"I also worked a lot on getting exclusive interviews with people who didn't do TV. I had exclusives with Jeffrey MacDonald--the Fatal Vision killer--with Bernhard Goetz after he lost his civil trial, etc. I also produced 'The Mole People,' where I spent 11 hours in the underground tunnels of NYC. I went there first and found the people, and then Jerry came in and spent a day doing the show. I went to death row in Huntsville, Texas, to do a taped piece of serial killer Henry Lee Lucas. The show was called 'I'm in Love With a Serial Killer,' and Henry's girlfriend came on and defended him. We showed his outrageous comments, the girlfriend's daughter told her mom to give him up, the family of his victims confronted Phyllis (and watched Henry's comments about those specific victims), and it was great. It showed a whole different side to this issue, that a serial killer can have a girlfriend who is completely devoted, that he can be a nice guy--he was such an act--and that families of victims don't all want to be the Kennedys. These families shouted and yelled and cried. They had waited 15 years to tell him off, and I think it really helped them."

When the show shifted "to do more relationship/love-triangle issues," You almost quit. Triangles don't interest her. But then the assistant director's job opened up. "A lot of my input has been in the editing," she said. "I've changed it from other shows to make the shows faster paced, more direct." She's even done some writing. She pointed to "Dumpster Diving," where she had the Springer staff crawling through NBC garbage looking for unaired tapes. "We taped the whole show from the Dumpster area, and it was funny and a good poke at ourselves always being called trash."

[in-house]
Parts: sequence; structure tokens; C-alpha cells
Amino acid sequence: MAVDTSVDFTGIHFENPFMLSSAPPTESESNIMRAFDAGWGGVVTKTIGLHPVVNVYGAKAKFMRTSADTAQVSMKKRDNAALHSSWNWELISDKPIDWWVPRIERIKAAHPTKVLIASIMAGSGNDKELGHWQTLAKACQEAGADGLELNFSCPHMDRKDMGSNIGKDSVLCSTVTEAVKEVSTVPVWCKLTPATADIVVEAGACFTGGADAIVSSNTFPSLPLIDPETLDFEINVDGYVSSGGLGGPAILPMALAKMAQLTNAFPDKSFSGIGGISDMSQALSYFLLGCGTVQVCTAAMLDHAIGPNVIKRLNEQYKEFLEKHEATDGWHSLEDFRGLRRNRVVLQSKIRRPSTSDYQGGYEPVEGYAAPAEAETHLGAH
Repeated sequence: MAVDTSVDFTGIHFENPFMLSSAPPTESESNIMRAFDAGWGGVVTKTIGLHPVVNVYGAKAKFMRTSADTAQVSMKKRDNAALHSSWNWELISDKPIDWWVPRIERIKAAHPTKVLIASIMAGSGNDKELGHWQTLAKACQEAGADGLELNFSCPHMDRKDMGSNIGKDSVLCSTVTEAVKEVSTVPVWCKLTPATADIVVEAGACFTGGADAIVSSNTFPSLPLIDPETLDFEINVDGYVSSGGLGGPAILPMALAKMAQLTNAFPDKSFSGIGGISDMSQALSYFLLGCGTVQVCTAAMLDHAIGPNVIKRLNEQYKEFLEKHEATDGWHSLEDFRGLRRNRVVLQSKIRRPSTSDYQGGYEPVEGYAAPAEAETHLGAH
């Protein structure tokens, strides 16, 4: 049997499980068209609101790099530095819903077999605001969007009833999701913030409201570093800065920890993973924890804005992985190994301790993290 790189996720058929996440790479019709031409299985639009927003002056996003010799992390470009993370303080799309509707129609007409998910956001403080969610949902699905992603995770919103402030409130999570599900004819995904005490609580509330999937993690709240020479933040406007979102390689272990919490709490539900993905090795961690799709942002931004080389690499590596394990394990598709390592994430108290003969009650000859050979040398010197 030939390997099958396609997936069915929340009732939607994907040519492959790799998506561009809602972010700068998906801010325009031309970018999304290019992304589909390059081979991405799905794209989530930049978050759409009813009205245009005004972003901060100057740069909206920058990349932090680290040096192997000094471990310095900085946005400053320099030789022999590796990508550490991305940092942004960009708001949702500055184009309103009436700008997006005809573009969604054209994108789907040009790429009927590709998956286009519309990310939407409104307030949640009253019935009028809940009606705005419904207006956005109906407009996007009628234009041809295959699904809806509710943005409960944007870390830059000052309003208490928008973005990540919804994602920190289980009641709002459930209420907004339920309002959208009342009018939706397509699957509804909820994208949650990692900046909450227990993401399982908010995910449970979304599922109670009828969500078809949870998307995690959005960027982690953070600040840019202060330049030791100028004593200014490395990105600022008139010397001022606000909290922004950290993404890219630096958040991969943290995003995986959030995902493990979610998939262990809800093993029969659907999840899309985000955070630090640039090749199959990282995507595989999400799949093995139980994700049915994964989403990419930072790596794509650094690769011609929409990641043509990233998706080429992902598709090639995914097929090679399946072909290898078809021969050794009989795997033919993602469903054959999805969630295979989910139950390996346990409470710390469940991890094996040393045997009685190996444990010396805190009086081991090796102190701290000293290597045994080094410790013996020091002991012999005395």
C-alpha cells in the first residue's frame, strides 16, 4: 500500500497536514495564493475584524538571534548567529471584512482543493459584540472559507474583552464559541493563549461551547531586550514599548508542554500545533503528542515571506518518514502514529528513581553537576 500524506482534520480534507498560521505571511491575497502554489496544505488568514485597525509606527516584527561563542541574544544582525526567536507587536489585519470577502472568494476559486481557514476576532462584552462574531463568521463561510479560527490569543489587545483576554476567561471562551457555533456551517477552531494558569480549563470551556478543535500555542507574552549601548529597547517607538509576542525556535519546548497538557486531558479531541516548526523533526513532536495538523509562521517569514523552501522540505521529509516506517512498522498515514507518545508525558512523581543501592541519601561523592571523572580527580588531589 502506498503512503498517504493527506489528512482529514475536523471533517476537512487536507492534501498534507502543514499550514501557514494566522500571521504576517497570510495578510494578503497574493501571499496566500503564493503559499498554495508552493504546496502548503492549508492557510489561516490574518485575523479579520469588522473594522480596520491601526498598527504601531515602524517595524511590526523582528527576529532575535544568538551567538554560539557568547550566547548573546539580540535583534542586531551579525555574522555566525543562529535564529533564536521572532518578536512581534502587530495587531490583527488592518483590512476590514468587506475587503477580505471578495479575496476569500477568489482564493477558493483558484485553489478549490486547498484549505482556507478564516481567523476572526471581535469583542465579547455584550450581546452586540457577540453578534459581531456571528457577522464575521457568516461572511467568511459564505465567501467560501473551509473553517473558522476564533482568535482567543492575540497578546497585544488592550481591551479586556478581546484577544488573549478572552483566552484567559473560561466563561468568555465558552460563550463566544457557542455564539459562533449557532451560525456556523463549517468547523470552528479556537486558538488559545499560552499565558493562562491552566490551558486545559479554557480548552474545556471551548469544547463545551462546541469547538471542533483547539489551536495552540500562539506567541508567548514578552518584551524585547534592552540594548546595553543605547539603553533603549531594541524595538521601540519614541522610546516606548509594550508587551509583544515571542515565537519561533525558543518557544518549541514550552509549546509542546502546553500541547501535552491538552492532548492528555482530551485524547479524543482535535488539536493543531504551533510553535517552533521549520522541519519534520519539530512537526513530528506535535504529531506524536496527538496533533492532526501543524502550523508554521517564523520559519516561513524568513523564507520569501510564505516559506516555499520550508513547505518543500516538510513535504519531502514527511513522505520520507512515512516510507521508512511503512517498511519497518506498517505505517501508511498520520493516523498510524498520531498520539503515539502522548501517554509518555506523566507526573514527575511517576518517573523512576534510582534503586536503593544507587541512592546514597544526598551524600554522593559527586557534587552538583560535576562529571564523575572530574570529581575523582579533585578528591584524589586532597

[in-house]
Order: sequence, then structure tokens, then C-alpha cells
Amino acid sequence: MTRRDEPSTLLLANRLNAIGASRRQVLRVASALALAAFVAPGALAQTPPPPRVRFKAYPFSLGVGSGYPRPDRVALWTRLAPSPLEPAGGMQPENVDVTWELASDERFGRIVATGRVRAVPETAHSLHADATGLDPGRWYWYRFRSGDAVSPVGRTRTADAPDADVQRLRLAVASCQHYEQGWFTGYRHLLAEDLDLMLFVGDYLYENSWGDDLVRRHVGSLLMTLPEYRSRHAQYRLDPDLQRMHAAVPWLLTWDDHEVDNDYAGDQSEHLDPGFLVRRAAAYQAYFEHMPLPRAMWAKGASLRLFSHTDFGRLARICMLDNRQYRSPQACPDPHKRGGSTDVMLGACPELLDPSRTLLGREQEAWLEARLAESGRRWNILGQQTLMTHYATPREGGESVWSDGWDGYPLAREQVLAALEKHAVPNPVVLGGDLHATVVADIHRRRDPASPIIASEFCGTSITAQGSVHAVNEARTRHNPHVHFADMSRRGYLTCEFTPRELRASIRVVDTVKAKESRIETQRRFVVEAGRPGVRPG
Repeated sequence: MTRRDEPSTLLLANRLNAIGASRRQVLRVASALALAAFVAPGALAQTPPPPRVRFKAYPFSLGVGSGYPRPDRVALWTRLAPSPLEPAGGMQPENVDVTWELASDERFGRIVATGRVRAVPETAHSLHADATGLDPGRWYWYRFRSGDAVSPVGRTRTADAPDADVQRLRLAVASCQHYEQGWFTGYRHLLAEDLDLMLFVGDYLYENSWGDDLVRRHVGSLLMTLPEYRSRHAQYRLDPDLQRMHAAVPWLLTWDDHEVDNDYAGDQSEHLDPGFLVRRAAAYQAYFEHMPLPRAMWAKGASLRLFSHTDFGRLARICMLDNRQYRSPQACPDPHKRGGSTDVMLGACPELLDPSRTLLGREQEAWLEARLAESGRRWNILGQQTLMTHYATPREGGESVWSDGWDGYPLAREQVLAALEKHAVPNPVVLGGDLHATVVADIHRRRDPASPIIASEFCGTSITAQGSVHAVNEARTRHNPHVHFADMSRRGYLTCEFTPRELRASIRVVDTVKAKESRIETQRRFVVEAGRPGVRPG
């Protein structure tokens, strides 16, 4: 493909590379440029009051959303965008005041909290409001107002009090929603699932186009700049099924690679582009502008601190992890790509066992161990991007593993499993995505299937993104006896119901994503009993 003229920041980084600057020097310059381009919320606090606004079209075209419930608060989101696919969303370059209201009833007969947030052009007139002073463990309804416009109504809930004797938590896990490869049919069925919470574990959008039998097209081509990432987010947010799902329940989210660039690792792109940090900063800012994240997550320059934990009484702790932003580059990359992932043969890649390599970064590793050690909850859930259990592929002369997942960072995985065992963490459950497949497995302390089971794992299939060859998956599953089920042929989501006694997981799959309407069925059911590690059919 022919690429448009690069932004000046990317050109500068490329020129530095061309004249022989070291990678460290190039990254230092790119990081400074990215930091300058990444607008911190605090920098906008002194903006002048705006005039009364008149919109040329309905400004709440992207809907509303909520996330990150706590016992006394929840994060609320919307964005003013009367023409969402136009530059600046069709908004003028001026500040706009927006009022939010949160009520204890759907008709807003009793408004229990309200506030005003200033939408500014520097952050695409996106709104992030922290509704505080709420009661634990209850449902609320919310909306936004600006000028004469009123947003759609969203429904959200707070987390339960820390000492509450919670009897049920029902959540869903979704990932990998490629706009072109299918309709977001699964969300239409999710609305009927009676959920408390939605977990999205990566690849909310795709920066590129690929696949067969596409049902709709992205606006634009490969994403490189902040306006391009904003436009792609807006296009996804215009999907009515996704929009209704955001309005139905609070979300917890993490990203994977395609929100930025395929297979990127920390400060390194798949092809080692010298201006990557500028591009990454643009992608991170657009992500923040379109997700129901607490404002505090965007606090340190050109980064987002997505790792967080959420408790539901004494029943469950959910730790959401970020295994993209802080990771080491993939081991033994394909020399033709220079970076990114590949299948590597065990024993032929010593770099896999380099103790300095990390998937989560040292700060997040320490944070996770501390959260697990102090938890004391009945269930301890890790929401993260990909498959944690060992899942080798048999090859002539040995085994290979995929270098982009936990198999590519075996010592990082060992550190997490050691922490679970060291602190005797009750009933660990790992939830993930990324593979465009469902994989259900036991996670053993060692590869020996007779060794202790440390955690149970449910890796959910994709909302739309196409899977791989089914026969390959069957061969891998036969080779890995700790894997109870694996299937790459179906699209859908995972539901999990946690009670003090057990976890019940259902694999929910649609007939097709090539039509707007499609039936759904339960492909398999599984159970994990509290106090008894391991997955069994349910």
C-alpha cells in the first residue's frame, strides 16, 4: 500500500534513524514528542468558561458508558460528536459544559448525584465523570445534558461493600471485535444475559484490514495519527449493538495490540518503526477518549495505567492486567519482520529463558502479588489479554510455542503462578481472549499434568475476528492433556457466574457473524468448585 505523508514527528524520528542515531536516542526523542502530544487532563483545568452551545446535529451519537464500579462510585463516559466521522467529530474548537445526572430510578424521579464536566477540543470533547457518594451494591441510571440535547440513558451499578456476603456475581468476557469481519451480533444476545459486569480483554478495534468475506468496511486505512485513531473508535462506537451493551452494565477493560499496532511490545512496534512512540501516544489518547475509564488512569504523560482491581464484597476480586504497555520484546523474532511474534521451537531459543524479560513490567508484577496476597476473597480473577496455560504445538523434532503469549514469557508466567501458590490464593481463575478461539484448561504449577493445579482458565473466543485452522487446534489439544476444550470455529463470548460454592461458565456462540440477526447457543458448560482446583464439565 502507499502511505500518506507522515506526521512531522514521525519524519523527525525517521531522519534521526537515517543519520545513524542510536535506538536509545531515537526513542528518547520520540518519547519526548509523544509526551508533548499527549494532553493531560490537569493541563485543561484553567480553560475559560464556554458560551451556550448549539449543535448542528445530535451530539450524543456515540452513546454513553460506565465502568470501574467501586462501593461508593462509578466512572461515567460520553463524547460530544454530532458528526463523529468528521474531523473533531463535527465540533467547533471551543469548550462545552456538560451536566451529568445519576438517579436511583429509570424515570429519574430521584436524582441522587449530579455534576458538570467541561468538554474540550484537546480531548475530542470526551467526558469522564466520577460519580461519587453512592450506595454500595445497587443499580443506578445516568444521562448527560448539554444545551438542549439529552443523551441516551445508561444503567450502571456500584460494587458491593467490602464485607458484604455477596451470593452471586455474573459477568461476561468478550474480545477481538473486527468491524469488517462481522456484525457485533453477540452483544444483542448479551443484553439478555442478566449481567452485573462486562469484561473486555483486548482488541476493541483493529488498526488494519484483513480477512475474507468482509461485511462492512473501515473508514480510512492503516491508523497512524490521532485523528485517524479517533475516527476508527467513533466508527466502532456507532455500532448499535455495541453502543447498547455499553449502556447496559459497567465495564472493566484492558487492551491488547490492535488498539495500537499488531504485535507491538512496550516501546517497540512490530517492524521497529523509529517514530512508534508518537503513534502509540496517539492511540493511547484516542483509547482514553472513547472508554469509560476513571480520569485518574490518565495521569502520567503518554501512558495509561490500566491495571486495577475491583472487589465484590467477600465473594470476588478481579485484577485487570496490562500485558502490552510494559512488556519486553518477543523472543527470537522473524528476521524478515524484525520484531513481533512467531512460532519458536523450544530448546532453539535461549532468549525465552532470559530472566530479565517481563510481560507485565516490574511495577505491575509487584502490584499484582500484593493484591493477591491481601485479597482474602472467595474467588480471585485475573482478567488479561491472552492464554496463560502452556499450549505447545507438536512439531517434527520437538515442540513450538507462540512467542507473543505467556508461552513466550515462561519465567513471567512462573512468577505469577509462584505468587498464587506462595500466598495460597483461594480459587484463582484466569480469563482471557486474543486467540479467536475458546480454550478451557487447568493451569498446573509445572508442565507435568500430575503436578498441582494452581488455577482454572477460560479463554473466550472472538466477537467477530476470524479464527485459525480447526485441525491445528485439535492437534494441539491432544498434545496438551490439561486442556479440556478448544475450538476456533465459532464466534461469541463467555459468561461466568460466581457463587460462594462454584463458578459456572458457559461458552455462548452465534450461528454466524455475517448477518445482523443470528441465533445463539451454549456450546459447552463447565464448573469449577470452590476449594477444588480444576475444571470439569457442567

You has been sensitized to the contempt in which journalism's betters hold her show and its guests. "At the Tribune I didn't really separate myself from the elitist people who do that," she said. But a few years observing Springer's guests opened her eyes. She marveled that "elitists were so angry that we gave people like that airtime. That's when I first thought, well, I've been there too."

You likes the phrase "outlaw journalism." She said the phoniness of good, law-abiding folk infuriates her. "I think the media is a joke. It's self-flagellating, often incorrect and misleading. It's propaganda for advertisers and nothing more than a for-profit venture--which is all fine and good if they would just admit it. The Jerry Springer Show admits what it is. We're here to make money. We're here to entertain."

She went on, "My problem isn't with integrity--it's with the laziness and the hypocrisy and the elitist reporters who went to NU and don't know the first thing about living life like the people they are supposed to be educating us about. I grew up poor on a farm and I couldn't afford to get my teeth fixed until after college. My high school friends didn't all go to college--not everyone has the opportunity, and I don't care what people say about pulling yourself up by the bootstraps. I have a friend who got married at 16 and couldn't get a higher education--but she had to get married so she could get out of her family home where her stepfather was molesting her. She doesn't have any higher education, and she's the best writer I've ever read. A reporter is supposed to be the voice of the people, not a sheltered snob. A reporter should have compassion and understand this country, and I've not met many yet."